Column: Engage the mission of beauty at upcoming workshop

Father Andrew Strobl is the archdiocesan director of evangelization.
Father Andrew Strobl is the archdiocesan director of evangelization.

by Father Andrew Strobl

One of the joys of having an office at Savior Pastoral Center is getting to soak up the latest art exhibit on display in the halls.

Tim Chik, the director of Savior Pastoral Center, and the Catholic Fine Arts Council of Northeast Kansas do a terrific job of providing visitors an opportunity to walk the “via pulchritudinis” (“way of beauty”).

Great effort is made to display works of art that provide a chance for encounter, instead of just observation. Beauty, like truth and goodness, leads us to encounter the One who is beauty, truth, and goodness itself.

Sacred art in the church has a privileged role. It has a clear mission. In an address to patrons of the arts at the Vatican Museum in October 2013, Pope Francis claimed, “Art in the church fundamentally exists for evangelization.”

In “Evangelii Gandium,” our Holy Father went on to explain the mission of beauty in evangelization: “Proclaiming Christ means showing that to believe in and to follow him is not only something right and true, but also something beautiful, capable of filling life with new splen- dor and profound joy, even in the midst of difficulties.

“Every expression of true beauty can thus be acknowledged as a path leading to an encounter with the Lord Jesus. This has nothing to do with fostering an aesthetic relativism which would downplay the inseparable bond between truth, goodness and beauty, but rather a renewed esteem for beauty as a means of touching the human heart and enabling the truth and goodness of the risen Christ to radiate within it” (167).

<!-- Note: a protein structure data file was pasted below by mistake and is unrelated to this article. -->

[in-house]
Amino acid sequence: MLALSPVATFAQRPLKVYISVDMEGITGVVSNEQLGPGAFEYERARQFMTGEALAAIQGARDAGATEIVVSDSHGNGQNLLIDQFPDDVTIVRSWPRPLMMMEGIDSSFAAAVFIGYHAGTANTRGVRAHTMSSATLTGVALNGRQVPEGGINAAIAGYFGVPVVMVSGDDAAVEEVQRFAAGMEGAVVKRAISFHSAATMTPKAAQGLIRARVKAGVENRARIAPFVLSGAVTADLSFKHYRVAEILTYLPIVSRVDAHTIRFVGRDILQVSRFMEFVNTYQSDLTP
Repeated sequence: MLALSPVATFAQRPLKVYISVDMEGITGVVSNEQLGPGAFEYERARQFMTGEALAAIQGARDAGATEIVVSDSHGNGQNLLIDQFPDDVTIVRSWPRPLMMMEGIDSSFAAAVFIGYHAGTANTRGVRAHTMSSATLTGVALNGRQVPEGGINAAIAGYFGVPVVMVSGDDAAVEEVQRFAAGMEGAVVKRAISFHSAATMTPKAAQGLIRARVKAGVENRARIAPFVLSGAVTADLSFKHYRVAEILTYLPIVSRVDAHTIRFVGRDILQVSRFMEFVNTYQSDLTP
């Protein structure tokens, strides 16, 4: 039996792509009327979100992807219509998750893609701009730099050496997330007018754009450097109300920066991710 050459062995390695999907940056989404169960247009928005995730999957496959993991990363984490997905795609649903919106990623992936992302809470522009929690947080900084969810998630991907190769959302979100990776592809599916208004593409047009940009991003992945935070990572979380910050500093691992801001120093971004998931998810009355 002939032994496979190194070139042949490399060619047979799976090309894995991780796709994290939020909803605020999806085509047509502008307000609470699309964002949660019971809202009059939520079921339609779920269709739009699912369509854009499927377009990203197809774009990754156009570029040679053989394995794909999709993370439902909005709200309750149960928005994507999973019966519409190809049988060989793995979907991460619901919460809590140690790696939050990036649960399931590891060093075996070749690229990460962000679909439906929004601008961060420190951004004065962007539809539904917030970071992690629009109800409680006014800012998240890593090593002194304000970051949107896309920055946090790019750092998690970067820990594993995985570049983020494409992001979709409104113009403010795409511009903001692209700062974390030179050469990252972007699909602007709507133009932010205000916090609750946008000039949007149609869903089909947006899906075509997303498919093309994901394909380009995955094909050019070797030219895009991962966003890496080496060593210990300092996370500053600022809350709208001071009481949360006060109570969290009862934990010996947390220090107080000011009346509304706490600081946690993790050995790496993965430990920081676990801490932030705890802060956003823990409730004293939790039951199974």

The office of evangelization is excited to offer an opportunity to engage the mission of beauty. “Sacred Art and the New Evangelization” is a weekend opportunity to contemplate the role of sacred art in evangelization. Held June 12-14, this will be the second year we have offered this opportunity with Dr. Caroline Farey and David Clayton who are experts in sacred art.

David Clayton describes the weekend as “more than teaching you about the new evangelization — it will tell you how to be a part of it, a new person, transformed in Christ and through beauty, and showing Christ to others in our everyday activities.” To find out more about this opportunity, visit the website at: www.archkck.org/evangelization.

Recognizing the role of beauty is essential to evangelization. Personally, I have had more conversations about the sacred art in my office and rectory than I have about any tweet I have posted. The stained-glass windows at Holy Name Church preach more powerfully about the life of Christ than any of my homilies. Sacred art has a mission. If we want to share the Gospel, we cannot neglect beauty.

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